Facebook

Call Us Directly: (414) 281-9665

4600 W. Loomis Rd., Suite 101, Milwaukee, WI 53220 View Location

RNY Gastric Bypass (Proximal or Distal)

RNY Gastric Bypass (Proximal or Distal)

RNY Gastric Bypass (Proximal)

RNY Gastric Bypass has been around for over 30 years and has stood the test of time. It is reliable and is also performed laparoscopically.

Procedures:

First 6 small incisions are made and the top part of the stomach is separated to about the size of a small egg (the pouch), then the surgeon attaches a Y-shaped section directly connected to the small intestine. Food is diverted to the small intestine bypassing the main part of the stomach where acid is formed.

This connection (the Y-shaped section) is made small, about the size of a dime. It drains the food through. This provides the restriction for portion and calories control. One can only eat ½ to one cup of food at a time. The pouch is made of flesh and will stretch in time, allowing patients to eat more when their goal weight is met. At that time the weight loss will slow down.

Eating healthy is vital to prevent weight regain.

Advantages & Disadvantages:

This is a combination restrictive and malabsorptive operation.. Weight loss is about 10% better than the Lap-Band, and works best for patients with diabetes, high cholesterol, or reflux problems.
The main disadvantage of the gastric bypass is the fear of its complications.

Early complications include Leak of the new connections made. We do place extra suture to re-enforce the connections. During surgery we also check for leaks. This can occur but rare.
Obstruction of the outlet can occur from swelling of the tissue and can occur in the immediate post operative period. A non-surgical procedure using the endoscope going through the mouth to dilate the narrowing is the procedure of choice. Ulcers at that area is also a concern. Bleeding and Infection are rare, and ntestinal obstruction can also occur, but are rare as well.

Blood clots to the lungs can occur. For high risk patients, placing of a removable filter in the main vein in the abdomen is an option. This is performed under X-ray while under general anesthesia and just before the gastric bypass is performed. Heart attack and death are extremely rare.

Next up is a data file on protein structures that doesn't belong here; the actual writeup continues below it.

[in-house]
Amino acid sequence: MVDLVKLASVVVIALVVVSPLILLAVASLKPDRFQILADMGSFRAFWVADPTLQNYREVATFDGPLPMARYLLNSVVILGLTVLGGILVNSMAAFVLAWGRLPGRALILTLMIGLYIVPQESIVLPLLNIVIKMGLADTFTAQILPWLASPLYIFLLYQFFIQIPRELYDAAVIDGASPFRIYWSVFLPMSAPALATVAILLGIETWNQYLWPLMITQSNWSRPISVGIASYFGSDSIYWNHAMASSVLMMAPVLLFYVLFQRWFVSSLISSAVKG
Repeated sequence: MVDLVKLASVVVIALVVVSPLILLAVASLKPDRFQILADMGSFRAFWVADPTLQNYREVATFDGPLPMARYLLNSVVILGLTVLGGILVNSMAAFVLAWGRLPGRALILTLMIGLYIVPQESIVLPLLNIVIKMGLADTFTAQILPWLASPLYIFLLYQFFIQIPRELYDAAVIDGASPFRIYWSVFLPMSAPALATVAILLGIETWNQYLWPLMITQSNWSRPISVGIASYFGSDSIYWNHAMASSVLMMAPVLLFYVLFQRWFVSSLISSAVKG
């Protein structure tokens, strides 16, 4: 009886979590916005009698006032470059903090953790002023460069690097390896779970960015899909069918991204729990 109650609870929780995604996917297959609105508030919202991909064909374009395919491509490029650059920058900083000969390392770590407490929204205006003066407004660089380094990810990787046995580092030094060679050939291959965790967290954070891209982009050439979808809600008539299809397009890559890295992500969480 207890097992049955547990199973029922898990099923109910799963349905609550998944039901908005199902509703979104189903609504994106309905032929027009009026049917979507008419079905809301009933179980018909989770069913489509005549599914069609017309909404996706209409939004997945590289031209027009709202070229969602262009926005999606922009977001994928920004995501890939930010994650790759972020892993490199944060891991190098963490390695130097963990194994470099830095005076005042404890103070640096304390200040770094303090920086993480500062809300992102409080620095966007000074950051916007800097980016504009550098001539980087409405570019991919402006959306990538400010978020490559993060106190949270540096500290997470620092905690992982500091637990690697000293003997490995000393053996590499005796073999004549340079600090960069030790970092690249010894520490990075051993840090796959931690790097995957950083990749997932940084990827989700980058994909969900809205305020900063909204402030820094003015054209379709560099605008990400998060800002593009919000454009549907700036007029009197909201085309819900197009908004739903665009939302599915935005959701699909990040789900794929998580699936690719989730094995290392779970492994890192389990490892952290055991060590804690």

Late complications such as “Stricture” (narrowing of the outlet) can also occur from the healing process of the tissues. If it becomes problematic, an endoscopic procedure through the mouth is also recommended by using a catheter guided balloon to stretch the opening. Usually this single outpatient procedure will correct the problem. However, repeated dilations to a bigger opening may be necessary. Malabsorption of nutrients and vitamins can also occur. Patients will be required to take Multivitamins, B12, Calcium and iron on a regular basis. Dilatation of the pouch or the outlet can occur with the passage of time resulting in weight gain. This problem can be initially treated with endoscopic injection of scar forming medications to the outlet to shrink the opening. This may require repeated injections. However if it is not effective, a redo surgery may be necessary

Potential Concerns:

“Dumping syndrome” may occur when patients consume quantities of sweets or fats, like ice cream or chocolate.

Symptoms:

Dumping symptom is similar to the effects of hypoglycemia (low blood sugar). It include light headedness; cold sweats; hot flashes; palpitations; nausea; stomach cramps and diarrhea. This reaction acts as a “deterrence” for patients who love sweets. However not everyone who has a gastric bypass will experience this syndrome.

Gastric Bypass is more complicated than the bands or the Sleeve Gastrectomy. But is most effective way of weight loss. Gastric Bypass patient typically lost 61.6% of their excess weight.

RNY Gastric Bypass (Distal)

This is usually performed for patients who are in the super obese group (BMI over 50).

Depending on their obesity, more small intestines are bypassed when the obesity is more severe to help them lose more weight. When more intestines are bypassed, there will be less intestinal surface for absorption of calories, especially fat. This results in more frequent bowel movements per day. If fat is consumed in the diet, fat will be digested less, and will be eliminated undigested. This may create foul smelling, loose stools.

Indication for this procedure is reserved for bigger patients, or for those patients who have failed their original gastric bypass.

Patients with the distal gastric bypass may need other fat soluble vitamin supplements, such as Vitamin a,D, E, and K, depends on how long their small intestine is bypassed. Patient follow up is very important to make sure they are metabolically and nutritionally healthy.